I love passion fruit, but it's so expensive to buy them fresh here, and sometimes you get a dud, with almost no pulp inside it. I lucked out just before Christmas, because my aunt brought me back a shopping bag full of them from the Dominican Republic. I ate a lot over the holidays, but still got almost a kilogram of pulp from the rest. I've been sneaking spoonfuls and using it in smoothies, enjoying it thoroughly, but I wanted to make something I've never made before with passion fruit. When I was at my mother's over the holidays, I looked through some of the cookbooks I keep there and found a recipe for a bavarois, or Bavarian cream. Now, I'm not sure that it actually is a Bavarian cream, as they don't usually contain meringue. My Larousse Gastronomique is in storage, so I've just called this a mousse, and enjoyed it thoroughly. A rose by another name and all that.
    This recipe started with a passion fruit curd, which got lightened with an Italian meringue and whipped cream and set with a bit of gelatin. Perfect: it would dirty all my dishes! I had also been loaned a set of small metal molds, by a friend who went hunting in her childhood home over the holidays. This recipe did indeed require lots of bowls, but the results were worth it. The texture is light, from the meringue, and tart, but still a bit creamy. It really is January diet fare, if you ignore the 7 egg yolks and cup of cream. That said, it made a lot! I filled all my ramekins, molds, and even set some aside for another dessert. According to The Cake Bible, it can even be frozen, so I'll try that with a few ramekins and let you know how it turns out.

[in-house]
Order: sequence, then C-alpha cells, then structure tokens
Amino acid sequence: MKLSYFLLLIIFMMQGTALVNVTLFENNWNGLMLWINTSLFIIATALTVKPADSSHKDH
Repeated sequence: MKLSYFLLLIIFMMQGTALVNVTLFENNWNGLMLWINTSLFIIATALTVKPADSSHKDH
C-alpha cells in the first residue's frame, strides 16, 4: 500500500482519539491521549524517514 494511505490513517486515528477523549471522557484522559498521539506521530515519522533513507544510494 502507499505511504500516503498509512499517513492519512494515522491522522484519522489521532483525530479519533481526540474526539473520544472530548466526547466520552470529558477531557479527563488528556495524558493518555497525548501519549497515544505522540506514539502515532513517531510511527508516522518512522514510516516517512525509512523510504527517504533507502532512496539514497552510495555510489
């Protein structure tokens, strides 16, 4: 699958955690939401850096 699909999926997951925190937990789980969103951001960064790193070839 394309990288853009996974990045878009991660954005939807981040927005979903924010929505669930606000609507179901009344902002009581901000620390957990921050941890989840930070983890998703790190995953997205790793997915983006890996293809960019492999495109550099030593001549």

Passion fruit bavarois
    From The Secrets of Baking, by Sherry Yard
    Serves 8

    ½ cup cold water, divided
    1 ¼ ounce envelope powdered gelatin
    1¼ cups granulated sugar, divided
    3 large eggs
    4 large egg yolks
    ¾ cup strained. pureed passion fruit pulp (can use frozen)
    2 tablespoons fresh lemon juice (I skipped this, as my passion fruit was very tart)
    1 cup heavy cream
    4 large egg whites

    a 2-quart/litre decorative mold or smaller individual ones
    1. Pour ¼ cup of the cold water into a small bowl and sprinkle the gelatin over top. Set aside to soften. Bring a medium saucepan of water to a simmer over medium heat. 
    2. Whisk together the egg yolks, eggs and ¾ cup of the sugar in a medium heatproof bowl. Place over the simmering water and whisk until the sugar is dissolved. Whisk in the passion fruit and continue whisking until the curd reaches 160℉/71℃, or is the thickness of sour cream.
    3. Melt the softened gelatin by heating for about 20-30 seconds in the microwave, and stir into the curd.
    4. The recipe recommends straining and cooling over an ice bath, but I just put it in the fridge while I prepared the other components, and stirred it occasionally.
    5. Whip the cream, then place in the fridge. Wash the beaters.
    6. In a small saucepan, combine the remaining ½ cup sugar and ¼ cup water. Swirl to moisten the sugar, then cover and bring to a boil over high heat. Uncover and cook to 235℉/113℃. While you are waiting...
    7. In a clean bowl, whip the egg whites to the soft peak stage. When the syrup is ready, drizzle it into the whites while you are beating. Be careful not to get the syrup directly on the beaters, as it will harden there, or be spun onto the sides of the bowl. Whip until stiff, shiny peaks have formed.
    8. When the curd is cool (70℉/21℃), but not set, fold the meringue in with a spatula or a whisk. When it is almost incorporated, fold in the whipped cream. 
    9. Immediately pour the mixture into the mold(s) and refrigerate. It will be set in about 2 hours. To remove from the mold, invert it onto a serving dish and rub the outside of the mold with a warm damp towel. Tap the mold to loosen the gelatin. This did not work for me! I had to dunk the molds into hot water before they would release. Perhaps I'll oil them lightly next time. If you wet your plate first, you will be able to slide the bavarian into place more easily. Stays fresh, refrigerated and covered with plastic wrap for up to 3 days. Garnish with extra passionfruit pulp, or other tropical fruit.